Staying close to your horse helps keep you safe

The only times that I have been hurt by horses, I’ve been in the wrong place. Or, the horse was surprised by me and reacted like a prey animal.

An article published in The Horse, Defensive Horsemanship Keeps Owners Safe When Working with Horses, gives advice on staying safe by Robert M. Miller, DVM, of Thousand Oaks, Calif., at the American Veterinary Medical Association meeting July 31-Aug. 3 in Atlanta, Ga. His discussion  definitely reinforces some of the lessons I’ve learned, sometimes the hard way!

“[Because they are a prey animal,] horses are always afraid,” he warned, and said people must act in a reassuring manner to avoid being kicked.

He advises that the safest place to stand is close to your horse, by the shoulder.  It’s important not to surprise a horse so he recommends that you always maintain three points of contact.

“I like to press myself against the horse’s body; I want the horse to feel me and focus on me. It is concerned and wondering what I am doing. If we work at arm’s distance, the horse continues to worry,” he said.

While many people work at arm’s length to try to keep themselves safe, it actually more dangerous. In fact, if you stay close to a horse even if a horse tries to kick, you won’t get the full force of the kick.  I’ve been kicked twice. Once when I slipped through the fence to fix a loose blanket strap. I don’t think that Freedom saw me coming and when he felt the strap move he kicked out. The only other time I came up behind him and reached down to put on some hoof dressing. Someone was cutting wood with a chain saw outside and he was focused on that. Neither time was he trying to hurt me but it certainly didn’t hurt any less!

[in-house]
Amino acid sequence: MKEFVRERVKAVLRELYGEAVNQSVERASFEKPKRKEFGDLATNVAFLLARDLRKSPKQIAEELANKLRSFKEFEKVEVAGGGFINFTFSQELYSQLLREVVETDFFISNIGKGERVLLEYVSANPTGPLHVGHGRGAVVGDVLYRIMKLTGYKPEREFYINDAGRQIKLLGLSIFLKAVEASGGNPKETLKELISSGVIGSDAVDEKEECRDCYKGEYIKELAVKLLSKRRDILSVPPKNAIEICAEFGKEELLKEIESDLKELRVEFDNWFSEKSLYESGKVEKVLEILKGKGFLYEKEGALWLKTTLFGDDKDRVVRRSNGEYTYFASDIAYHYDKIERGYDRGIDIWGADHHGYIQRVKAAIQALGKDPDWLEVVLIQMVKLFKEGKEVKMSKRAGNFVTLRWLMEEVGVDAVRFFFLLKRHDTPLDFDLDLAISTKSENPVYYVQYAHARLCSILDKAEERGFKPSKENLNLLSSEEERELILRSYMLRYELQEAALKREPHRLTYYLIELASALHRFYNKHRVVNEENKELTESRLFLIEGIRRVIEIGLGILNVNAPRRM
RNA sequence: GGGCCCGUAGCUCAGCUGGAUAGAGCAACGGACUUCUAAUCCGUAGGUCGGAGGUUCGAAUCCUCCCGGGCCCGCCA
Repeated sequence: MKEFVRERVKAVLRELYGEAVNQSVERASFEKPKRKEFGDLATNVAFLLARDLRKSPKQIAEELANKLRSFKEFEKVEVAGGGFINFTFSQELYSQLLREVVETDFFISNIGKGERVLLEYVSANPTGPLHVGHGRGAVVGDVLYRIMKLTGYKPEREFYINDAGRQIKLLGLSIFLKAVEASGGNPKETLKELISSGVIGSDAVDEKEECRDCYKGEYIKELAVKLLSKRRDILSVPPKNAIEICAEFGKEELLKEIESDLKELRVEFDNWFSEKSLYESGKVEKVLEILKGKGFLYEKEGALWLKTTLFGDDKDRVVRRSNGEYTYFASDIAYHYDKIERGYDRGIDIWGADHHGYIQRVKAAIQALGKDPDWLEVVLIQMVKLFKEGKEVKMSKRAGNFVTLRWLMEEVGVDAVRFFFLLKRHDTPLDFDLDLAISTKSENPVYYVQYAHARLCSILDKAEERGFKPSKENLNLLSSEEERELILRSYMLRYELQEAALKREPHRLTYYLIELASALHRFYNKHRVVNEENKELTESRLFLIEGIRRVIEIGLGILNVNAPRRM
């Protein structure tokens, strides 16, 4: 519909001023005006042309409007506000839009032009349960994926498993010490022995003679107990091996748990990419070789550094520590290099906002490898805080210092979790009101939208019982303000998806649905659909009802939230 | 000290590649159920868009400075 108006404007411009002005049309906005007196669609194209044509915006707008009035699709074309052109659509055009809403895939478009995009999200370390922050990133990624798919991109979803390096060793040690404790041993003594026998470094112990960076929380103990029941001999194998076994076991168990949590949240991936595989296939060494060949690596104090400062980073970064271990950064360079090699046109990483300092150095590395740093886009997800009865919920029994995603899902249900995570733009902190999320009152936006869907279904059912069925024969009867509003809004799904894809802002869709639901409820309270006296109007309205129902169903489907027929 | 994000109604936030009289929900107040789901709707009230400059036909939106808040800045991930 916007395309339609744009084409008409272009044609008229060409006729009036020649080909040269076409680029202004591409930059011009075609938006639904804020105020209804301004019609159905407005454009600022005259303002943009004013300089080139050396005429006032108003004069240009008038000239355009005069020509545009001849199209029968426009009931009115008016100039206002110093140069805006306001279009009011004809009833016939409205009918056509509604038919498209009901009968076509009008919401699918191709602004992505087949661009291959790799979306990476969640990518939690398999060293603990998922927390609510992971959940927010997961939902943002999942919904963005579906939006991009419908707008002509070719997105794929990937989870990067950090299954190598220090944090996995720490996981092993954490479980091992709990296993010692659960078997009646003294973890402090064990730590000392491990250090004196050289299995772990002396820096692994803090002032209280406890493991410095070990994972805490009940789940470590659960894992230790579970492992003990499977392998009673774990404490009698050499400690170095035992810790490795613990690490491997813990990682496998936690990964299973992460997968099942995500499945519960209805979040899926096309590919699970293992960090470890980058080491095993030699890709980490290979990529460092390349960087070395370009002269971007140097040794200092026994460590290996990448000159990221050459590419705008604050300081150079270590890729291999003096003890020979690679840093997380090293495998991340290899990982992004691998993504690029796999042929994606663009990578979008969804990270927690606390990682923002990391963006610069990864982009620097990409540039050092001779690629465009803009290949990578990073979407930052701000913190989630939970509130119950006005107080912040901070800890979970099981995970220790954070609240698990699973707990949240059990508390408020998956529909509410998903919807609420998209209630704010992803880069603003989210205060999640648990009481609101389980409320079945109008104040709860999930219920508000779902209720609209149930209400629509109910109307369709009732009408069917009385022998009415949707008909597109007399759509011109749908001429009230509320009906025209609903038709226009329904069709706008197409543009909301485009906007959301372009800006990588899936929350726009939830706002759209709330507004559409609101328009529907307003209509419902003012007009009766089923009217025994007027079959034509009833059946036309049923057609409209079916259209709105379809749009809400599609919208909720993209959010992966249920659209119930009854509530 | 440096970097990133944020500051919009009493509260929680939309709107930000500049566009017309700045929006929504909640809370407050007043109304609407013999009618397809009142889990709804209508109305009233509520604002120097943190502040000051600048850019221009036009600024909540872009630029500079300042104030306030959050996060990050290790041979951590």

2 thoughts on “Staying close to your horse helps keep you safe

  1. This advice about keeping close to your horse can work when training a horse also. How to do this can be found in Basic Training for a Safe Trail Horse, which is a small paperback narrative available at Amazon for less than $10. It gives innovative methods of teaching horses that are apart from the traditional fear-based ones. It was written especially for recreational riders who keep horses at home but provides information helpful to anyone who works with horses.

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